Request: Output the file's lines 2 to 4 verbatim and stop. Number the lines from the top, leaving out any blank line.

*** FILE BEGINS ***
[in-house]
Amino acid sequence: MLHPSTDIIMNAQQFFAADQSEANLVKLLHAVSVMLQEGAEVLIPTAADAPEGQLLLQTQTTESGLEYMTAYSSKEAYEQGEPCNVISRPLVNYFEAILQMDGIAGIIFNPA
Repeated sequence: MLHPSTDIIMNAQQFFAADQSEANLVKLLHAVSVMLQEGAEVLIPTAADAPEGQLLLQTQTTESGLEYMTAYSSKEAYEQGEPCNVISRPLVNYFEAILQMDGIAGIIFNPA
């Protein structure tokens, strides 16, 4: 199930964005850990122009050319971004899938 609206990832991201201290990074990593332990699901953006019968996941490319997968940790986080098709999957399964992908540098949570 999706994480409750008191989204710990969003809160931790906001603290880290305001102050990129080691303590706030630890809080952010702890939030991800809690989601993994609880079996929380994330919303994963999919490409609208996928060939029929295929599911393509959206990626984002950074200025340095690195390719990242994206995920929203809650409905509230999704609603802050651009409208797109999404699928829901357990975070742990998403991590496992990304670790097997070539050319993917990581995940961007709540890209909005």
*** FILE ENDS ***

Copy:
Amino acid sequence: MLHPSTDIIMNAQQFFAADQSEANLVKLLHAVSVMLQEGAEVLIPTAADAPEGQLLLQTQTTESGLEYMTAYSSKEAYEQGEPCNVISRPLVNYFEAILQMDGIAGIIFNPA
Repeated sequence: MLHPSTDIIMNAQQFFAADQSEANLVKLLHAVSVMLQEGAEVLIPTAADAPEGQLLLQTQTTESGLEYMTAYSSKEAYEQGEPCNVISRPLVNYFEAILQMDGIAGIIFNPA
């Protein structure tokens, strides 16, 4: 199930964005850990122009050319971004899938 609206990832991201201290990074990593332990699901953006019968996941490319997968940790986080098709999957399964992908540098949570 999706994480409750008191989204710990969003809160931790906001603290880290305001102050990129080691303590706030630890809080952010702890939030991800809690989601993994609880079996929380994330919303994963999919490409609208996928060939029929295929599911393509959206990626984002950074200025340095690195390719990242994206995920929203809650409905509230999704609603802050651009409208797109999404699928829901357990975070742990998403991590496992990304670790097997070539050319993917990581995940961007709540890209909005």